Design Considerations

7 Things that you should consider when designing a new product.

Designing a new product is always exciting and fraught with anxiety. Marketing worries about how this new product will fit with the marketplace, and with the competition. Sales worry about the price and how their clients will accept the new design. Just see the customer reaction, or worse, critics reactions and the internet blogging when Apple or Blackberry brings out a new design.

Accounting worries about the budget, and production worries about how will this be made.

Engineering of course, worries about functionality and reliability. They also worry about safety… a lot.

What does a good designer worry about?

A good designer is concerned with coming up with a fresh approach that will be accepted by a committee. Now that is a challenge.

Design, by its very nature, causes the designer to invest heavily with the design concept, appearance and attributes. This is a work of art, blended with science and economics.

Here are 7 items that must be considered when designing a new product, or even redesigning an existing product:

1. Design for Use
What is the purpose of the design change? Why are we doing this, and what is the goal of making the change, what else may be affected by this change?  In this respect, the aesthetics of the design must also be considered.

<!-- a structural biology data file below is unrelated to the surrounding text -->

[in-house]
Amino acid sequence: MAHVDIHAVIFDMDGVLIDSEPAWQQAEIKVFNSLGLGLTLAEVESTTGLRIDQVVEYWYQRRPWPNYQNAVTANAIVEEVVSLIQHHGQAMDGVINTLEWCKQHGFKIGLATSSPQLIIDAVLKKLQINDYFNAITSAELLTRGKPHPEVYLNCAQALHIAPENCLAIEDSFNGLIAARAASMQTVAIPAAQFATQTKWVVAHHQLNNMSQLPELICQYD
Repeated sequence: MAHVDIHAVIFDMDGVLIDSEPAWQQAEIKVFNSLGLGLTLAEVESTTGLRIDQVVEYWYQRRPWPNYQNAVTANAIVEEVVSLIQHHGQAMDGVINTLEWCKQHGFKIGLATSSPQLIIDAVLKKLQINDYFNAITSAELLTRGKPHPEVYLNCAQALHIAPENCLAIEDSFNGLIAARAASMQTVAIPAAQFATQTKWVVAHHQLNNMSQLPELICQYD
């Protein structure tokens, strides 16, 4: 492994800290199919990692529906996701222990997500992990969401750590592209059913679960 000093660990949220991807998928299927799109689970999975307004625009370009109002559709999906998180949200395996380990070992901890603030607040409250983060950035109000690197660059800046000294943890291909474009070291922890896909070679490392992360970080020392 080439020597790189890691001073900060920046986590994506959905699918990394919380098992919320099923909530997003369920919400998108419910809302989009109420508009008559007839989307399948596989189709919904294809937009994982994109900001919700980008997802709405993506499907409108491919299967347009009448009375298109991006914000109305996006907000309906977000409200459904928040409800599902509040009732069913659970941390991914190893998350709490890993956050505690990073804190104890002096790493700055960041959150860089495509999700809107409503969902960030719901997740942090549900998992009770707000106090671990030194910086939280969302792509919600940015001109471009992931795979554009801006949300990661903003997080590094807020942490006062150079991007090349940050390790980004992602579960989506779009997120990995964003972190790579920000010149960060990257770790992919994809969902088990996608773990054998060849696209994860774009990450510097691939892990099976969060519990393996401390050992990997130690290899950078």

2. Design for Manufacturing
What materials are going to be incorporated in the design? The choice of materials limits the manufacturing process, possible shapes, durability, texture and touch, thermal transference, suitable environments, mass (weight,) colour if imbedded. How is this going to be made? Machining, casting, injection molding, sheet metal fabrication, carving, there are lots of materials and methods that should be considered.

3. Design for Simplification
Can some of the parts be made in one piece? Are all of the parts necessary? Can fasteners be replaced with snap together features?

4. Design for Assembly

Are the parts made so that parts can’t be assembled incorrectly, or out of order? Can they be easily put together with the minimum of skill and alignment effort?

5. Design for Economy
If the design were changed would it be more economical, even if there isn’t in house manufacturing capability?

6. Design for Reliability
Will the design be robust, and capable of withstanding the rigours of the intended use?

7. Design for End of Life
What will happen at the end of the product’s life? Will it easily be separated into material salvage streams? Will there be an environmental problem? Can the materials be changed so that the product is simpler to recycle or reuse?
This list is by no means exhaustive. There are lots of other things that could be added to this list. If you would like to learn more about this, call us at 905 430 7628. We will be waiting for you.

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